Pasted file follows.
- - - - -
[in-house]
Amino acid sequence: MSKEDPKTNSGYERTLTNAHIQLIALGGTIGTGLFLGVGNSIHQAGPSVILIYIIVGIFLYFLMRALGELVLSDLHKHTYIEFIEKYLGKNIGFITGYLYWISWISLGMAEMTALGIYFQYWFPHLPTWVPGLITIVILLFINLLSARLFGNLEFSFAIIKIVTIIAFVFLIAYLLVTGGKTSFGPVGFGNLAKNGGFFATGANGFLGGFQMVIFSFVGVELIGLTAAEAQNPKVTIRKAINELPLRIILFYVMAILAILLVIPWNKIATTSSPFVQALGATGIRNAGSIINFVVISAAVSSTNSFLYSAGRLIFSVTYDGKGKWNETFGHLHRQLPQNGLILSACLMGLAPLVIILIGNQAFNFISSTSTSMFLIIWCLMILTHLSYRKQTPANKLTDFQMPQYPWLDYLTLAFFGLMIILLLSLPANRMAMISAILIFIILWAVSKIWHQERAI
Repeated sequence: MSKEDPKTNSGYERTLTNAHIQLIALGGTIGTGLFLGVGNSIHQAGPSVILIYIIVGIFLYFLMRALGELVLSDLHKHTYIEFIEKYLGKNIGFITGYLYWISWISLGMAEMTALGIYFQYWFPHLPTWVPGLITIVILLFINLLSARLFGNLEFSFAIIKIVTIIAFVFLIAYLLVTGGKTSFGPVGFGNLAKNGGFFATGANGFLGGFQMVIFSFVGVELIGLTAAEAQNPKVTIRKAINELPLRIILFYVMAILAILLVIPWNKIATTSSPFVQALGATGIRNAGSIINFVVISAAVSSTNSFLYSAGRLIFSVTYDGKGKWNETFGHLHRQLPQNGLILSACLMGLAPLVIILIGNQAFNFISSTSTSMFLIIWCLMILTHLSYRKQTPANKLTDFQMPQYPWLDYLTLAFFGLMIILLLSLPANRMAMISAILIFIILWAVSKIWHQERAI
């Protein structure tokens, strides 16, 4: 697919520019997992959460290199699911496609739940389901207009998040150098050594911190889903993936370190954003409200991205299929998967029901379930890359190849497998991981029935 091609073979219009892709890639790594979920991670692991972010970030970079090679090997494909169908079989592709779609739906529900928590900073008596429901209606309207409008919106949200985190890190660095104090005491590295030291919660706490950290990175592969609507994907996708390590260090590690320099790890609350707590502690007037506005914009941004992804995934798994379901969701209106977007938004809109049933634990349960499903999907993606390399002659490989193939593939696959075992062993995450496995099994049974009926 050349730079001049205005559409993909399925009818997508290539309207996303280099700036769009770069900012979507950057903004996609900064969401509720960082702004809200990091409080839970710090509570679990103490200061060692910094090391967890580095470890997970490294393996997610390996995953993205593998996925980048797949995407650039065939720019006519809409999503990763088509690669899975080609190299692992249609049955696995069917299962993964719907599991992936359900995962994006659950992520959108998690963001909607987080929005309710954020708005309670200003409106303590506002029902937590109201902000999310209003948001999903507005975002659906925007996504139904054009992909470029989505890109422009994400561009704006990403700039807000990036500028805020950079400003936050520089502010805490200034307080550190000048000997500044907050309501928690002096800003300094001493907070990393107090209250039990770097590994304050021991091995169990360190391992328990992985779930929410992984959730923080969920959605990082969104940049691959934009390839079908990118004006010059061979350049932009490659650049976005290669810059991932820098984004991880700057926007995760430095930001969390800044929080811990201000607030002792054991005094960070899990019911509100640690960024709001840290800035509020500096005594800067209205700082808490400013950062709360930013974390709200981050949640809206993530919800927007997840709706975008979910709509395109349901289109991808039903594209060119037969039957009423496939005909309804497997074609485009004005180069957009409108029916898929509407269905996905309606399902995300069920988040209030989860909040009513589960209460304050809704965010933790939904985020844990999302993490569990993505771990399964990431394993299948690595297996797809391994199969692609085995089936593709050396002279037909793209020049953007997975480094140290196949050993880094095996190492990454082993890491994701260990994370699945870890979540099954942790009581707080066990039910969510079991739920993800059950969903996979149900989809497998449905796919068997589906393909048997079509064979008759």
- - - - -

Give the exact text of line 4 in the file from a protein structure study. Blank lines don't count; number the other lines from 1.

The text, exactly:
């Protein structure tokens, strides 16, 4: 697919520019997992959460290199699911496609739940389901207009998040150098050594911190889903993936370190954003409200991205299929998967029901379930890359190849497998991981029935 091609073979219009892709890639790594979920991670692991972010970030970079090679090997494909169908079989592709779609739906529900928590900073008596429901209606309207409008919106949200985190890190660095104090005491590295030291919660706490950290990175592969609507994907996708390590260090590690320099790890609350707590502690007037506005914009941004992804995934798994379901969701209106977007938004809109049933634990349960499903999907993606390399002659490989193939593939696959075992062993995450496995099994049974009926 050349730079001049205005559409993909399925009818997508290539309207996303280099700036769009770069900012979507950057903004996609900064969401509720960082702004809200990091409080839970710090509570679990103490200061060692910094090391967890580095470890997970490294393996997610390996995953993205593998996925980048797949995407650039065939720019006519809409999503990763088509690669899975080609190299692992249609049955696995069917299962993964719907599991992936359900995962994006659950992520959108998690963001909607987080929005309710954020708005309670200003409106303590506002029902937590109201902000999310209003948001999903507005975002659906925007996504139904054009992909470029989505890109422009994400561009704006990403700039807000990036500028805020950079400003936050520089502010805490200034307080550190000048000997500044907050309501928690002096800003300094001493907070990393107090209250039990770097590994304050021991091995169990360190391992328990992985779930929410992984959730923080969920959605990082969104940049691959934009390839079908990118004006010059061979350049932009490659650049976005290669810059991932820098984004991880700057926007995760430095930001969390800044929080811990201000607030002792054991005094960070899990019911509100640690960024709001840290800035509020500096005594800067209205700082808490400013950062709360930013974390709200981050949640809206993530919800927007997840709706975008979910709509395109349901289109991808039903594209060119037969039957009423496939005909309804497997074609485009004005180069957009409108029916898929509407269905996905309606399902995300069920988040209030989860909040009513589960209460304050809704965010933790939904985020844990999302993490569990993505771990399964990431394993299948690595297996797809391994199969692609085995089936593709050396002279037909793209020049953007997975480094140290196949050993880094095996190492990454082993890491994701260990994370699945870890979540099954942790009581707080066990039910969510079991739920993800059950969903996979149900989809497998449905796919068997589906393909048997079509064979008759």